21 December 2012
Posted in The Polar Express 3D
The Polar Express, released in 2004, pushed the bounds of animation by using motion capture technology to transcribe actors’ movements and gestures onto the digitally crafted models in the movie. The advancement of motion capture technology demonstrated in The Polar Express was pioneered by Sony Pictures Imageworks. Titled “Imagemotion,” this motion capture system simultaneously records facial and body motions of multiple actors at once. It does this by using several motion capture cameras designed to provide 360 degrees of recording coverage.
To start, live actors’ motions are digitally reordered and then applied to 3D models. The physical motion recording can be done via one of two methods: (1) the actors wear a bodysuit wired with complex sensors that detect their movements; (2) actors attach smaller singular sensors at pivotal points to capture the motion of those particular joints which are then translated into full-limb motion. These sensors send digital readings which are then imported into 3D animation programs. From there, the information is applied to character models by mapping recorded motion data onto key points defined in the 3D models.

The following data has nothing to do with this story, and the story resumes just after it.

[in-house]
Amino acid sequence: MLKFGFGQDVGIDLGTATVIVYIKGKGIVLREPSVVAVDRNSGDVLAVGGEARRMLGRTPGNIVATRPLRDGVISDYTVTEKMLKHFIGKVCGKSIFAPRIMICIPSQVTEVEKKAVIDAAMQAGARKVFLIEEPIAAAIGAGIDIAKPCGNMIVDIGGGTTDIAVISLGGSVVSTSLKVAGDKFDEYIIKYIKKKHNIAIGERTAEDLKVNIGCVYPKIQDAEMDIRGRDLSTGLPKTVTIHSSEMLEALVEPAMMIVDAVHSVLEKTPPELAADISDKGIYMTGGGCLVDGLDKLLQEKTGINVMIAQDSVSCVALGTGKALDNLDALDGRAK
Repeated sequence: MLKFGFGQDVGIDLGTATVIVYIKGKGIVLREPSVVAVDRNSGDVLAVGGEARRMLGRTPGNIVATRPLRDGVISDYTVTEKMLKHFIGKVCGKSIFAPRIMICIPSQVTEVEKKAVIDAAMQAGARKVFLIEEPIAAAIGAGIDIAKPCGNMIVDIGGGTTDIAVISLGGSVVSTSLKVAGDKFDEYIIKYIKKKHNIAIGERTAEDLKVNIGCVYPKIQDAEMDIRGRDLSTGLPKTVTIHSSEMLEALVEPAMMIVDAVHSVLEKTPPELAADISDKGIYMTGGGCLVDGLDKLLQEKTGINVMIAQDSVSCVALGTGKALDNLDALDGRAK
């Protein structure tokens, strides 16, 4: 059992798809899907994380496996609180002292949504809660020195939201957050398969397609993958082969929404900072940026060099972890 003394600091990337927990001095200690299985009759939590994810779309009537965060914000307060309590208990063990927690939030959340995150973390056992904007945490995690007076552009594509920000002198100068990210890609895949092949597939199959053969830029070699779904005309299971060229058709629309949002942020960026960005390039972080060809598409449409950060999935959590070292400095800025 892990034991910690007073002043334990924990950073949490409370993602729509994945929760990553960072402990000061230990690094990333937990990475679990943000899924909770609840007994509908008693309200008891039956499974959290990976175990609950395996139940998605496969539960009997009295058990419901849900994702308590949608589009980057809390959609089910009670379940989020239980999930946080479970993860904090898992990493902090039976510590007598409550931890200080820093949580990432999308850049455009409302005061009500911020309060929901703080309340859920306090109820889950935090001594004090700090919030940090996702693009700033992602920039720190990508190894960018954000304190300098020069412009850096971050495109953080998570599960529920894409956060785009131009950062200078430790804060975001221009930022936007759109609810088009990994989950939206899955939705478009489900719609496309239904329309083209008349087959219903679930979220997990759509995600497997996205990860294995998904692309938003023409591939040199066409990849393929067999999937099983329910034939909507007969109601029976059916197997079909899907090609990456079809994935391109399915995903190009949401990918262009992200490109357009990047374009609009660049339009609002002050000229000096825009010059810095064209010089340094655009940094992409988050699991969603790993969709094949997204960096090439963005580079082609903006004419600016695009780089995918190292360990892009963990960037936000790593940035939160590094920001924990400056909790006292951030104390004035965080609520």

There is a great deal of work that is involved in going from live captured data to its digital form. In many cases, if even one mistake is made recording the motions, the entire scene will need to be re-shot.
Check out the video below to learn more on how motion capture technology was used in the film and be sure to see it during its limited holiday engagement at the Digital Adventure Theater!
The Polar Express 3D screens daily through Jan. 6, 2013.